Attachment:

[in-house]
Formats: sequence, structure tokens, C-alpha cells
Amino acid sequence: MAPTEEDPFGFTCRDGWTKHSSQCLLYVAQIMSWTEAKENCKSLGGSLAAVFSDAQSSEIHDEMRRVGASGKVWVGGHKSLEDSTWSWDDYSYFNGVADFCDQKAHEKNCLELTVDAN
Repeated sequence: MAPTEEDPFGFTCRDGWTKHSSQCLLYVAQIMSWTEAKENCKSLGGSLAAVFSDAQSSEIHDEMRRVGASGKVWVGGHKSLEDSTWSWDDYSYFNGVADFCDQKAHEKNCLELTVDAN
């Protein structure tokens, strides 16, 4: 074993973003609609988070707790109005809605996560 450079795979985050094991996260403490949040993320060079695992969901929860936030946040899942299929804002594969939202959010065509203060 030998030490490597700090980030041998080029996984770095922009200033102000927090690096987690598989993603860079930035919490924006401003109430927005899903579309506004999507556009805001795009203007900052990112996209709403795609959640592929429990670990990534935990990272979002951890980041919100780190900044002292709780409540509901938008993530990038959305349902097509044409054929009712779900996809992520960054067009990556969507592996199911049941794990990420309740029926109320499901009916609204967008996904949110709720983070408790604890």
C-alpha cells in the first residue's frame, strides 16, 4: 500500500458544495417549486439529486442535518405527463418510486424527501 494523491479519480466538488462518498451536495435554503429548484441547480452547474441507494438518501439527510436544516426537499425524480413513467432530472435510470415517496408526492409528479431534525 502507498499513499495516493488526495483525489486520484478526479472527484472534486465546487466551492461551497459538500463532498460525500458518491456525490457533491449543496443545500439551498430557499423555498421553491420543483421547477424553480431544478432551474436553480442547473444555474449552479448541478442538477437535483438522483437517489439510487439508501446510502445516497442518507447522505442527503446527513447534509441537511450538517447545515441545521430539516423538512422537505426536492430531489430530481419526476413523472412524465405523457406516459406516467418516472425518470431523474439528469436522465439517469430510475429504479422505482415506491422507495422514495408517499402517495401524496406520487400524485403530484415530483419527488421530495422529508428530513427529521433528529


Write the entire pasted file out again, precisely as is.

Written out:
[in-house]
Formats: sequence, structure tokens, C-alpha cells
Amino acid sequence: MAPTEEDPFGFTCRDGWTKHSSQCLLYVAQIMSWTEAKENCKSLGGSLAAVFSDAQSSEIHDEMRRVGASGKVWVGGHKSLEDSTWSWDDYSYFNGVADFCDQKAHEKNCLELTVDAN
Repeated sequence: MAPTEEDPFGFTCRDGWTKHSSQCLLYVAQIMSWTEAKENCKSLGGSLAAVFSDAQSSEIHDEMRRVGASGKVWVGGHKSLEDSTWSWDDYSYFNGVADFCDQKAHEKNCLELTVDAN
């Protein structure tokens, strides 16, 4: 074993973003609609988070707790109005809605996560 450079795979985050094991996260403490949040993320060079695992969901929860936030946040899942299929804002594969939202959010065509203060 030998030490490597700090980030041998080029996984770095922009200033102000927090690096987690598989993603860079930035919490924006401003109430927005899903579309506004999507556009805001795009203007900052990112996209709403795609959640592929429990670990990534935990990272979002951890980041919100780190900044002292709780409540509901938008993530990038959305349902097509044409054929009712779900996809992520960054067009990556969507592996199911049941794990990420309740029926109320499901009916609204967008996904949110709720983070408790604890």
C-alpha cells in the first residue's frame, strides 16, 4: 500500500458544495417549486439529486442535518405527463418510486424527501 494523491479519480466538488462518498451536495435554503429548484441547480452547474441507494438518501439527510436544516426537499425524480413513467432530472435510470415517496408526492409528479431534525 502507498499513499495516493488526495483525489486520484478526479472527484472534486465546487466551492461551497459538500463532498460525500458518491456525490457533491449543496443545500439551498430557499423555498421553491420543483421547477424553480431544478432551474436553480442547473444555474449552479448541478442538477437535483438522483437517489439510487439508501446510502445516497442518507447522505442527503446527513447534509441537511450538517447545515441545521430539516423538512422537505426536492430531489430530481419526476413523472412524465405523457406516459406516467418516472425518470431523474439528469436522465439517469430510475429504479422505482415506491422507495422514495408517499402517495401524496406520487400524485403530484415530483419527488421530495422529508428530513427529521433528529